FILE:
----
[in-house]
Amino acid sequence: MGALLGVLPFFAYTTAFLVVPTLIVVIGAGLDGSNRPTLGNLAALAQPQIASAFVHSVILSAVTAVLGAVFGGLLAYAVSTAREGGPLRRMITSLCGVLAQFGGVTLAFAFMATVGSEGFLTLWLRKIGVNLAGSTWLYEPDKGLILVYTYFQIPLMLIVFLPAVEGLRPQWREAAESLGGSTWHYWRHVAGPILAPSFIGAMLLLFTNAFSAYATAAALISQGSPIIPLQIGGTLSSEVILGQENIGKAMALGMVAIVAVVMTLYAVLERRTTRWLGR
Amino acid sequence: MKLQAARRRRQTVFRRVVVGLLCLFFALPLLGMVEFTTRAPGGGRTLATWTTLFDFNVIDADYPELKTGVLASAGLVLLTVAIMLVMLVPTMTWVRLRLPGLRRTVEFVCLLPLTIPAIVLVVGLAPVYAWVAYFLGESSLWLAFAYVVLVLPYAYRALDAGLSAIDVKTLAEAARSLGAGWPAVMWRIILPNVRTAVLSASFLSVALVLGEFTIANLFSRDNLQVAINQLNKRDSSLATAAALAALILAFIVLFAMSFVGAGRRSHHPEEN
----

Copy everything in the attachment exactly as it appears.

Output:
[in-house]
Amino acid sequence: MGALLGVLPFFAYTTAFLVVPTLIVVIGAGLDGSNRPTLGNLAALAQPQIASAFVHSVILSAVTAVLGAVFGGLLAYAVSTAREGGPLRRMITSLCGVLAQFGGVTLAFAFMATVGSEGFLTLWLRKIGVNLAGSTWLYEPDKGLILVYTYFQIPLMLIVFLPAVEGLRPQWREAAESLGGSTWHYWRHVAGPILAPSFIGAMLLLFTNAFSAYATAAALISQGSPIIPLQIGGTLSSEVILGQENIGKAMALGMVAIVAVVMTLYAVLERRTTRWLGR
Amino acid sequence: MKLQAARRRRQTVFRRVVVGLLCLFFALPLLGMVEFTTRAPGGGRTLATWTTLFDFNVIDADYPELKTGVLASAGLVLLTVAIMLVMLVPTMTWVRLRLPGLRRTVEFVCLLPLTIPAIVLVVGLAPVYAWVAYFLGESSLWLAFAYVVLVLPYAYRALDAGLSAIDVKTLAEAARSLGAGWPAVMWRIILPNVRTAVLSASFLSVALVLGEFTIANLFSRDNLQVAINQLNKRDSSLATAAALAALILAFIVLFAMSFVGAGRRSHHPEEN